The New Mount Rose Summit Trail 

The most popular summit hike is a fine day’s adventure at 16 km (10 miles) return. It gets very busy in the summer, particularly on weekends. For more solitude head up on a weekday (or choose one of the other trails).

The New Mount Rose Summit Trail is a well-marked and maintained path. It begins from the mountain’s main trailhead: a car park on the Nevada State Route 431 named (somewhat prematurely) ‘Mount Rose Summit’. Good information is provided here, though the stream of people and the stairs that mark its start make this a little obsolete most of the time.

The first half of the ascent is relatively level, walking passed the north of Tamarack Peak (3,017 m/ 9,897 ft). After the waterfall that is one of the route’s highlights, the majority of the hike’s elevation gain (around 518 m/ 1,700 ft) begins with great enthusiasm. 

The first section sees you gain the saddle to the north-west of Mount Rose (joining it with Church’s Peak) then a second shorter but no less steep ascent carries you up to the summit. 

You can also stop on this route (many do) after about 4 km (2.5 miles) when you come to the impressive waterfall that marks the start of the steep ascent. This makes for a lovely, unchallenging walk through open Nevada scenery, should avoiding “weary limbs and wasted strength” by a favoured option.

The Old Mount Rose Trail

The second route is arguably rightly less popular than its new counterpart. While it takes in a few of the ponds and open forest found to the south of the newer trail, it involves hiking along roads for the majority of the route until it joins the new trail higher up the mountain. For hiking purists, a road is a real deterrent.

However, it is a longer hike (19 km/ 12 miles), requires a little more elevation gain, and is perhaps a little quieter in the sections that are away from the new trail. For these reasons it may be favoured by some hikers.

South-east Ridge Route.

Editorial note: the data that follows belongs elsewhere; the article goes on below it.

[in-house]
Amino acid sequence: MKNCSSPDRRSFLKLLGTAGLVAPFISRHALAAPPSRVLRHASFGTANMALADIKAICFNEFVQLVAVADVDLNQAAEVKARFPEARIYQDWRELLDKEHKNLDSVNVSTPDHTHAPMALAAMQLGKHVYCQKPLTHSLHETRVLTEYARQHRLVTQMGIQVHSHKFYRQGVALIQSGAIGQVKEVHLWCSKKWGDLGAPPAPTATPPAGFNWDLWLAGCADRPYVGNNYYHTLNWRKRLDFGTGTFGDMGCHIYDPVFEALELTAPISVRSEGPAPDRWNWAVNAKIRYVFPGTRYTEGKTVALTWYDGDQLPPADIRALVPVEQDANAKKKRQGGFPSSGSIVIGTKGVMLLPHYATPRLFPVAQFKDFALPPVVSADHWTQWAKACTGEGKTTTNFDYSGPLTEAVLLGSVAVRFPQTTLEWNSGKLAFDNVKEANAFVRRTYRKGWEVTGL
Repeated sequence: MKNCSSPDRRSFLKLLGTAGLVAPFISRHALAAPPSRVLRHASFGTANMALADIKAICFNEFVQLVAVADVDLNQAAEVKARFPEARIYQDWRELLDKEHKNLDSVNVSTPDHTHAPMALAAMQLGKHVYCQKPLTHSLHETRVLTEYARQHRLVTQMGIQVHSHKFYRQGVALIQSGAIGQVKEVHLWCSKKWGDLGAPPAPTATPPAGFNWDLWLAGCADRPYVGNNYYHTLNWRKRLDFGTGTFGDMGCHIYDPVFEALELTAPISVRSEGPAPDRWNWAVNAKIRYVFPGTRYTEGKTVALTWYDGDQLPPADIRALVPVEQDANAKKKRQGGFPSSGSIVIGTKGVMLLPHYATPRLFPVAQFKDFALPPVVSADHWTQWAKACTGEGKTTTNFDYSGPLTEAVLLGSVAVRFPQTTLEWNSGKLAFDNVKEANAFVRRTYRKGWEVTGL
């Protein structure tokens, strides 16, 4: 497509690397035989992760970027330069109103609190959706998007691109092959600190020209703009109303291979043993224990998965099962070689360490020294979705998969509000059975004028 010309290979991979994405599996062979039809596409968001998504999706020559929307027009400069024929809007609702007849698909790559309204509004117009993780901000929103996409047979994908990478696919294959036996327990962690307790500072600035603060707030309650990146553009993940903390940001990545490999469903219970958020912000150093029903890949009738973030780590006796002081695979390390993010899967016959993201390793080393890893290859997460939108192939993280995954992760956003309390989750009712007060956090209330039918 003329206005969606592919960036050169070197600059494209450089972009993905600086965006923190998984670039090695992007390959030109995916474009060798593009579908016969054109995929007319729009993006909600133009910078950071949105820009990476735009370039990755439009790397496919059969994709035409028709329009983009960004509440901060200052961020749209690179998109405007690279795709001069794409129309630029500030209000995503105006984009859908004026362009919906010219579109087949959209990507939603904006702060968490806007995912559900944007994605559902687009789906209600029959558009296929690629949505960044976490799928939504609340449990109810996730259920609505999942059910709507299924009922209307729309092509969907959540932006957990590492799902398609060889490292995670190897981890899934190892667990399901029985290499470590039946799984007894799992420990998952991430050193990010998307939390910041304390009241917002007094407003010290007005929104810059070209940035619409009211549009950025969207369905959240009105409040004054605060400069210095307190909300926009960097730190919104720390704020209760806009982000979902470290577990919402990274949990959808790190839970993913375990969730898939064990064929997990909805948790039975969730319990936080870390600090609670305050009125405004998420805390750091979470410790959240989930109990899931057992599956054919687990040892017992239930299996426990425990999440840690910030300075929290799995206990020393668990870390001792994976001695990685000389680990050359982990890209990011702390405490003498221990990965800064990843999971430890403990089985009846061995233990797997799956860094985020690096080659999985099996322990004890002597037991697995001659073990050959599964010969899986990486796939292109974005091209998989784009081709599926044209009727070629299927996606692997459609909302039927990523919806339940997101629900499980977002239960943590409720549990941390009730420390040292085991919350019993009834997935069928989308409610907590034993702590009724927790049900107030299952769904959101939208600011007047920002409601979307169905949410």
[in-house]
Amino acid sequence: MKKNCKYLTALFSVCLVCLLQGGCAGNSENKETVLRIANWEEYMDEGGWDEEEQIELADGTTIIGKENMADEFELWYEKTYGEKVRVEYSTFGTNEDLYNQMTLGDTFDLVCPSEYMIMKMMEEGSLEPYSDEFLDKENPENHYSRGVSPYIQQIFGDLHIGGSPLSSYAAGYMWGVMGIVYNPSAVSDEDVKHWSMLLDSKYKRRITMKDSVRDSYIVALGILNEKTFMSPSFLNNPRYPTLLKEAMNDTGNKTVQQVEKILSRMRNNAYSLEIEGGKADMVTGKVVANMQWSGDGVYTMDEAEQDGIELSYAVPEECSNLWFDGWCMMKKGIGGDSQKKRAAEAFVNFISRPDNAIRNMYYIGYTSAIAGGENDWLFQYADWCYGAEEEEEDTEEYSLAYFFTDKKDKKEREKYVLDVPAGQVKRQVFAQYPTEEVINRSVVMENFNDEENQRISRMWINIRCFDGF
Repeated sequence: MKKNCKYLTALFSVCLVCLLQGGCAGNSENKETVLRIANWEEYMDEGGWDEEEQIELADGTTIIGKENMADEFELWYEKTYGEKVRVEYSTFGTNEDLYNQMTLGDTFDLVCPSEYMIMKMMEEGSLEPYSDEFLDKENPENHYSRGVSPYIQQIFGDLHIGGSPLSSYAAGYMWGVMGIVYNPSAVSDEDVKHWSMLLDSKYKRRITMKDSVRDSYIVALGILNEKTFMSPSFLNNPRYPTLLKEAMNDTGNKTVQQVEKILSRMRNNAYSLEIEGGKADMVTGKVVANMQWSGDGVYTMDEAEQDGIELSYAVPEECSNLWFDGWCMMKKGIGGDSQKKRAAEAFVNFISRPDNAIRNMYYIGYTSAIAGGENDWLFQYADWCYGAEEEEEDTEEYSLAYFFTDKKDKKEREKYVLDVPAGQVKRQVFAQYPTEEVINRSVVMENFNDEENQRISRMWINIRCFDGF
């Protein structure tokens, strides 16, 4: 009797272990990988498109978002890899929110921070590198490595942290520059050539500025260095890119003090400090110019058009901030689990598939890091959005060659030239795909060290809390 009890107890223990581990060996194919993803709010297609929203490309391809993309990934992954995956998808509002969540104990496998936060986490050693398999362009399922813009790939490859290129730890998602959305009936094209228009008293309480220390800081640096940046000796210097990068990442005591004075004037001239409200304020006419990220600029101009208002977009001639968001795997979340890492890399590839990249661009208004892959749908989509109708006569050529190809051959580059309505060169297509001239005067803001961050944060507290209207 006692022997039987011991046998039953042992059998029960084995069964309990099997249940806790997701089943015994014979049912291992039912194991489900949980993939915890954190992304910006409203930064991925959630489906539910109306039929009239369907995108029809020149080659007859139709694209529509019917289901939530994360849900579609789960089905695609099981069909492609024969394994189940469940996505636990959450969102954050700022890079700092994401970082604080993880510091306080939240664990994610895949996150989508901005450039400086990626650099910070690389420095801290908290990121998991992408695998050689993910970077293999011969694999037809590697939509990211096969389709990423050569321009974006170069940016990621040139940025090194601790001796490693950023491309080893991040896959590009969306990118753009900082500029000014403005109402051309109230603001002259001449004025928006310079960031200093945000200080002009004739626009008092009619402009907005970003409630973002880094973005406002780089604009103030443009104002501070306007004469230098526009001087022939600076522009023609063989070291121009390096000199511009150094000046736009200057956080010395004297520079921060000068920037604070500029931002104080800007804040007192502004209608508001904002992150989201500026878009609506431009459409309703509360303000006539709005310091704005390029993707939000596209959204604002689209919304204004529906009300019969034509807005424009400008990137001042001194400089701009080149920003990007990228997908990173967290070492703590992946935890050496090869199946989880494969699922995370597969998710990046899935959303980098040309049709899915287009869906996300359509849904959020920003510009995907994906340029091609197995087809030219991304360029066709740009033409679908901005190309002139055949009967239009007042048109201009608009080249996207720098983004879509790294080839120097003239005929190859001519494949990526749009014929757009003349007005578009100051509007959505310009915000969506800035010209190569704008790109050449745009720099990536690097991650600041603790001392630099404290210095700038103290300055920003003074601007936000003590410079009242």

The shortest ascent begins in a dirt car park near Galena Creek, found several kilometres short of the trailhead previously mentioned. At this north-western edge of the state road, there is only 4.5 km (2.8 miles) to the summit, which will be almost directly due west of you. 

The South-east Ridge Route is a steady climb from this trailhead to the summit, though the final climb has a definitive kick in it.

The trail begins by crossing a bridge over the creek, then heads along the trail to reach Point 10,005, an eastern shoulder of Mount Rose. This is where the official trail ends, and it is then a case of picking the most direct route up the ridge from here. 

Spring and autumn are recommended for this route, as the summer has a higher possibility of unwelcome wildlife slithering across your path.

White Creek Loop Trail.

The closest route to Reno is the White Creek Loop Trail. It is the steepest of all the routes listed, gaining around 1,433 m (4,700 ft) over 8 km (5 miles). From the trailhead at the entrance of Galena Creek County Park, head up the Jones Creek Trail for 4.3 km (2.7 miles) until you reach Church’s Pond (2,527 m / 8,290 ft). 

From here, cross to the right of the wooded hillside to meet a boulder field which presents views of the summit destination in the south-west. This boulder field leads you all the way to the summit. From Church’s Pond to the summit is around 3.2 km (2 miles) and gains nearly 792 m (2,600 ft).


Mount Rose Ski Tahoe is actually located on nearby Slide Mountain (2,956 m/ 6,417 ft) across the Nevada State Route 431. Their slogan promises much: “Treat Yourself to Really Good Snow”. Between December and late March each year it offers just this, weaving exciting runs down tree-lined slopes.

The nearby Tahoe Rim Trail is one of America’s great walks. Accessible for hikers, mountain bikers and horse riders alike, the many trailheads provide a variety of choices for enjoying a day hike or thru-hike around this stunning lake (and the numerous alpine lakes that surround it). 

Closer still is the Mount Rose Wilderness, which stretches to the north of the summit. This is a special area for hikers and nature lovers alike, with a varied landscape and a large number of adventure options. 

All trailheads within the Mount Rose Wilderness are within 10 to 45 minutes of downtown Reno and new trail developments are underway to add around 32 km (20 miles) of extra tracks. 

Other peaks that lie within the wilderness area include Mount Houghton (3,197 m/ 10,490 ft), Tamarack Peak, Relay Peak (3,150 m/ 10,335 ft) and Snowflower Mountain (3,122 m/ 10,243 ft). But this network also offers non-summit routes that include beautiful walks that pass through wildflower meadows.